Use of blockchain technology could allow hospitals, payers, and other parties in the healthcare value chain to share access to their networks without compromising data security and integrity.
To that end, startup Gem has launched the Gem Health Network, a blockchain network for the global companies across the continuum of healthcare. (Gem is using Ethereum blockchain-enabled technology to create a secure, universal data-sharing infrastructure for the space.) Tierion is another blockchain startup that has built a platform for data storage and verification in healthcare; both Gem and Tierion recently partnered with Philips Healthcare in the Philips Blockchain Lab.
The Heathcare industry is tipped to be one of the biggest beneficiaries of the Blockchain technology. The scope of the technology is endless, from automated patient heath tracking and alerts, to supply chain management of medicine and equipment which suffers from fraud at an industrial scale and puts patients’ lives at risk.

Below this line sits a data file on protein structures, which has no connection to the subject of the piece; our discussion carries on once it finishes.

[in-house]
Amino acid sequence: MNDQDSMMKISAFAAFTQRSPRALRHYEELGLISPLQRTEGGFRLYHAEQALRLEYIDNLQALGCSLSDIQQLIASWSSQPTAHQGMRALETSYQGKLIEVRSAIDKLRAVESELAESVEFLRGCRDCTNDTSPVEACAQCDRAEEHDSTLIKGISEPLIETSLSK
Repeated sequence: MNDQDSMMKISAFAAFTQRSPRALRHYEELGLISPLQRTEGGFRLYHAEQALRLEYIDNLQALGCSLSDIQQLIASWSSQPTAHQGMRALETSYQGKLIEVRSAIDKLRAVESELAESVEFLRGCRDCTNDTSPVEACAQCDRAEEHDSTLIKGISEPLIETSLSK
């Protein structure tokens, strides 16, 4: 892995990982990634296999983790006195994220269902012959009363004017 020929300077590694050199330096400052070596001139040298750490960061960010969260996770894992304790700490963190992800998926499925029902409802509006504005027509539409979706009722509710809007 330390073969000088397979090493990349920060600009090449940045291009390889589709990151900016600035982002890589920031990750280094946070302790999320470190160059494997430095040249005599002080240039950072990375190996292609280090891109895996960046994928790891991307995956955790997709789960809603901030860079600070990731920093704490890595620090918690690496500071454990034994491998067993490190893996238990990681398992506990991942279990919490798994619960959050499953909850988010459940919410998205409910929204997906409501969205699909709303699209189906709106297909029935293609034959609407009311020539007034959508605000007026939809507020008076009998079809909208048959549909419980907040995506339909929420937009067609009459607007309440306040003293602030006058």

Popular among cryptocurrency enthusiasts, encrypted messaging app telegram is raising an initial coin offering (ICO) to fund development of a blockchain platform. The decentralized messaging platform is a clear threat to apps like Slack as a result of it’s planning to raise the biggest ICO in history, totaling $1.2B for its ecoystem of 170M users. The smart cash investors reported to be taking part in the ICO embody Benchmark, sequoia Capital, and Kleiner Perkins Caufield & Byers.
Similarly, chat platform Kik has done an ICO for in-app currency. And Line, Japan’s most popular message service, is allegedly aiming to expand into cryptocurrency trading.
Backed by names as well as 1st round Capital and Union sq. Ventures, Numerai is taking the hedge fund model — using a bunch of traders and quants — and decentralizing it. Numerai sends its thousands of disparately situated quants encrypted datasets and asks them to build predictive models, and also the best contributors are rewarded with Numerai’s token referred to as Numeraire. Then, Numerai takes the strategy and creates a meta-model to make trades. In some ways that it’s a blockchain-based spin on Quantopian‘s model for rewarding data scientists, except it’s less a contest and more an invisible collaboration.